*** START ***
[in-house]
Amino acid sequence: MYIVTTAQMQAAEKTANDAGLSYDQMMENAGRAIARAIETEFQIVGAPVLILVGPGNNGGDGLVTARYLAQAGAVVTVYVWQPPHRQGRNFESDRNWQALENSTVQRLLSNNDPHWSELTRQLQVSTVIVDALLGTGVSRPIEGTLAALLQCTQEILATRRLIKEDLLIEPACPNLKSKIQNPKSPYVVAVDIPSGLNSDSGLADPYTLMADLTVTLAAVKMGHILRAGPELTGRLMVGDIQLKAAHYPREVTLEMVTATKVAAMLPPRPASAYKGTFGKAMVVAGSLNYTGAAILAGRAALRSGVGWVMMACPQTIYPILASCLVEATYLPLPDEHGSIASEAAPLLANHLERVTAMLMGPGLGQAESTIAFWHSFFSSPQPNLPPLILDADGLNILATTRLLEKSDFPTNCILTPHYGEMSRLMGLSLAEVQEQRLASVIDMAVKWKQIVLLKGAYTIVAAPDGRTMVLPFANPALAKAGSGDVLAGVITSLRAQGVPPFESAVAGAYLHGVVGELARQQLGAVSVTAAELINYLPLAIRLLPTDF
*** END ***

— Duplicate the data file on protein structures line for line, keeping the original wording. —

[in-house]
Amino acid sequence: MYIVTTAQMQAAEKTANDAGLSYDQMMENAGRAIARAIETEFQIVGAPVLILVGPGNNGGDGLVTARYLAQAGAVVTVYVWQPPHRQGRNFESDRNWQALENSTVQRLLSNNDPHWSELTRQLQVSTVIVDALLGTGVSRPIEGTLAALLQCTQEILATRRLIKEDLLIEPACPNLKSKIQNPKSPYVVAVDIPSGLNSDSGLADPYTLMADLTVTLAAVKMGHILRAGPELTGRLMVGDIQLKAAHYPREVTLEMVTATKVAAMLPPRPASAYKGTFGKAMVVAGSLNYTGAAILAGRAALRSGVGWVMMACPQTIYPILASCLVEATYLPLPDEHGSIASEAAPLLANHLERVTAMLMGPGLGQAESTIAFWHSFFSSPQPNLPPLILDADGLNILATTRLLEKSDFPTNCILTPHYGEMSRLMGLSLAEVQEQRLASVIDMAVKWKQIVLLKGAYTIVAAPDGRTMVLPFANPALAKAGSGDVLAGVITSLRAQGVPPFESAVAGAYLHGVVGELARQQLGAVSVTAAELINYLPLAIRLLPTDF